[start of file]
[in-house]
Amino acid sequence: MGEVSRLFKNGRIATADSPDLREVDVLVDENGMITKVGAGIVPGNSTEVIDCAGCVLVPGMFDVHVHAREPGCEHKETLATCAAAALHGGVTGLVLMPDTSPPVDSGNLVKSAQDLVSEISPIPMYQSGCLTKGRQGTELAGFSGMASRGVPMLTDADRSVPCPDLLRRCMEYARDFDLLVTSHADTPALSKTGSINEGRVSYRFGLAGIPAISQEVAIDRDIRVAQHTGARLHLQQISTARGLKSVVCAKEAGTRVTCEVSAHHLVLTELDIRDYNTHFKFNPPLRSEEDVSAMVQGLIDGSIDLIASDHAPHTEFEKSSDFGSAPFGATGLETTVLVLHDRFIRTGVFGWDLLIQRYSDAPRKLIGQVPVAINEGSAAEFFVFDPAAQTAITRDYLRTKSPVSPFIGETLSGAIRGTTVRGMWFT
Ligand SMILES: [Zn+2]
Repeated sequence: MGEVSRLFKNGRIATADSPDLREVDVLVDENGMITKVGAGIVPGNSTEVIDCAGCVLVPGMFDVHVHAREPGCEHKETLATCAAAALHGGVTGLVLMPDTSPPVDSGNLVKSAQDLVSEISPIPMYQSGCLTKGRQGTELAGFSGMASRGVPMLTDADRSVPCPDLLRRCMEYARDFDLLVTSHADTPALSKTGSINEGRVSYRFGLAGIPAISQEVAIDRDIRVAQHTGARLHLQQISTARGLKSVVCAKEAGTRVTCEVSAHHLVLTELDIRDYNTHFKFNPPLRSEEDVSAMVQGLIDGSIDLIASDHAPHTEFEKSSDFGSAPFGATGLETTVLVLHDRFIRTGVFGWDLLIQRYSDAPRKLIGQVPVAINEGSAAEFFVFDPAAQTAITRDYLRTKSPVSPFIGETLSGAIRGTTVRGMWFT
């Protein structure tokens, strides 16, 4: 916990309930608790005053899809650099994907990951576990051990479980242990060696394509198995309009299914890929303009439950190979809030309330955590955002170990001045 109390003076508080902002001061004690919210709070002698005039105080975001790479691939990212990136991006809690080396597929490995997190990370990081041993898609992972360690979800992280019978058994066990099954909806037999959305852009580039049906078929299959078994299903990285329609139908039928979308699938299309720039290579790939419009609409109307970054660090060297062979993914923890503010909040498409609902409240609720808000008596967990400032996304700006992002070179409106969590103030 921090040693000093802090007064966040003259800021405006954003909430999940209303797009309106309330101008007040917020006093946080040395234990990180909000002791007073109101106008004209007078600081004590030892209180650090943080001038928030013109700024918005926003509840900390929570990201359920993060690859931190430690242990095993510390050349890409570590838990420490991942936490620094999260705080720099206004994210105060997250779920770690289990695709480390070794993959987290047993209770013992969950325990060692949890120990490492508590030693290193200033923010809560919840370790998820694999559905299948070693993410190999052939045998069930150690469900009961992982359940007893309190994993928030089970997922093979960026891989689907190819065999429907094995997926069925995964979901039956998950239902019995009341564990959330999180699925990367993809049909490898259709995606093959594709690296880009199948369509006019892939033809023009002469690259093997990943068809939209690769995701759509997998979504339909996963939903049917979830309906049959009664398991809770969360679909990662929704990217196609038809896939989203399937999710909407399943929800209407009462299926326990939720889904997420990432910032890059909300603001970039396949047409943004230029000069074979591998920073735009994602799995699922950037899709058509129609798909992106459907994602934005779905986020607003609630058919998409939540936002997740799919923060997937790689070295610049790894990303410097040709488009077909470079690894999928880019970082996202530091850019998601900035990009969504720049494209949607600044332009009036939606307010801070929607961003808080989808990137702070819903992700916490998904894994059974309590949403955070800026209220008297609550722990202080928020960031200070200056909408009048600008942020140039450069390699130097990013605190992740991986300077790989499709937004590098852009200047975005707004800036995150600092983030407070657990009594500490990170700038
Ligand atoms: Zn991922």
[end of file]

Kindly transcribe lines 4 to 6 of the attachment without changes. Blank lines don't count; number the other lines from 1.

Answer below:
Repeated sequence: MGEVSRLFKNGRIATADSPDLREVDVLVDENGMITKVGAGIVPGNSTEVIDCAGCVLVPGMFDVHVHAREPGCEHKETLATCAAAALHGGVTGLVLMPDTSPPVDSGNLVKSAQDLVSEISPIPMYQSGCLTKGRQGTELAGFSGMASRGVPMLTDADRSVPCPDLLRRCMEYARDFDLLVTSHADTPALSKTGSINEGRVSYRFGLAGIPAISQEVAIDRDIRVAQHTGARLHLQQISTARGLKSVVCAKEAGTRVTCEVSAHHLVLTELDIRDYNTHFKFNPPLRSEEDVSAMVQGLIDGSIDLIASDHAPHTEFEKSSDFGSAPFGATGLETTVLVLHDRFIRTGVFGWDLLIQRYSDAPRKLIGQVPVAINEGSAAEFFVFDPAAQTAITRDYLRTKSPVSPFIGETLSGAIRGTTVRGMWFT
């Protein structure tokens, strides 16, 4: 916990309930608790005053899809650099994907990951576990051990479980242990060696394509198995309009299914890929303009439950190979809030309330955590955002170990001045 109390003076508080902002001061004690919210709070002698005039105080975001790479691939990212990136991006809690080396597929490995997190990370990081041993898609992972360690979800992280019978058994066990099954909806037999959305852009580039049906078929299959078994299903990285329609139908039928979308699938299309720039290579790939419009609409109307970054660090060297062979993914923890503010909040498409609902409240609720808000008596967990400032996304700006992002070179409106969590103030 921090040693000093802090007064966040003259800021405006954003909430999940209303797009309106309330101008007040917020006093946080040395234990990180909000002791007073109101106008004209007078600081004590030892209180650090943080001038928030013109700024918005926003509840900390929570990201359920993060690859931190430690242990095993510390050349890409570590838990420490991942936490620094999260705080720099206004994210105060997250779920770690289990695709480390070794993959987290047993209770013992969950325990060692949890120990490492508590030693290193200033923010809560919840370790998820694999559905299948070693993410190999052939045998069930150690469900009961992982359940007893309190994993928030089970997922093979960026891989689907190819065999429907094995997926069925995964979901039956998950239902019995009341564990959330999180699925990367993809049909490898259709995606093959594709690296880009199948369509006019892939033809023009002469690259093997990943068809939209690769995701759509997998979504339909996963939903049917979830309906049959009664398991809770969360679909990662929704990217196609038809896939989203399937999710909407399943929800209407009462299926326990939720889904997420990432910032890059909300603001970039396949047409943004230029000069074979591998920073735009994602799995699922950037899709058509129609798909992106459907994602934005779905986020607003609630058919998409939540936002997740799919923060997937790689070295610049790894990303410097040709488009077909470079690894999928880019970082996202530091850019998601900035990009969504720049494209949607600044332009009036939606307010801070929607961003808080989808990137702070819903992700916490998904894994059974309590949403955070800026209220008297609550722990202080928020960031200070200056909408009048600008942020140039450069390699130097990013605190992740991986300077790989499709937004590098852009200047975005707004800036995150600092983030407070657990009594500490990170700038
Ligand atoms: Zn991922």